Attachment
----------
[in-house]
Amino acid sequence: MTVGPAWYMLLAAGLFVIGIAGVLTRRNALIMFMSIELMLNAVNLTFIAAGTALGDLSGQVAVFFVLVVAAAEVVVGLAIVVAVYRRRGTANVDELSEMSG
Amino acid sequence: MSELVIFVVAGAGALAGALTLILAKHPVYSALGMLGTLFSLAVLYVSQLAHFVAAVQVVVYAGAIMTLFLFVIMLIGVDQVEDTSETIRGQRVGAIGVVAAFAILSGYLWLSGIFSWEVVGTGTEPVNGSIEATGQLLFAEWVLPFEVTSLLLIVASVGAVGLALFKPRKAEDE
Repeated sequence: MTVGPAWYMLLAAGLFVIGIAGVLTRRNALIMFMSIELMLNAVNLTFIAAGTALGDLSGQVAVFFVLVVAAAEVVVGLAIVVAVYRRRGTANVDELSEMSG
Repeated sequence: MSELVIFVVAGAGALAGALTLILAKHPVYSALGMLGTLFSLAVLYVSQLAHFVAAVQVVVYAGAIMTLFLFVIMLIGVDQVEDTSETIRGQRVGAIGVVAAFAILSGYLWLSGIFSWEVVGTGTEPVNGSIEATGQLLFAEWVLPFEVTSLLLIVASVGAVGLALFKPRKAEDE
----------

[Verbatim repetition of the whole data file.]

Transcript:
[in-house]
Amino acid sequence: MTVGPAWYMLLAAGLFVIGIAGVLTRRNALIMFMSIELMLNAVNLTFIAAGTALGDLSGQVAVFFVLVVAAAEVVVGLAIVVAVYRRRGTANVDELSEMSG
Amino acid sequence: MSELVIFVVAGAGALAGALTLILAKHPVYSALGMLGTLFSLAVLYVSQLAHFVAAVQVVVYAGAIMTLFLFVIMLIGVDQVEDTSETIRGQRVGAIGVVAAFAILSGYLWLSGIFSWEVVGTGTEPVNGSIEATGQLLFAEWVLPFEVTSLLLIVASVGAVGLALFKPRKAEDE
Repeated sequence: MTVGPAWYMLLAAGLFVIGIAGVLTRRNALIMFMSIELMLNAVNLTFIAAGTALGDLSGQVAVFFVLVVAAAEVVVGLAIVVAVYRRRGTANVDELSEMSG
Repeated sequence: MSELVIFVVAGAGALAGALTLILAKHPVYSALGMLGTLFSLAVLYVSQLAHFVAAVQVVVYAGAIMTLFLFVIMLIGVDQVEDTSETIRGQRVGAIGVVAAFAILSGYLWLSGIFSWEVVGTGTEPVNGSIEATGQLLFAEWVLPFEVTSLLLIVASVGAVGLALFKPRKAEDE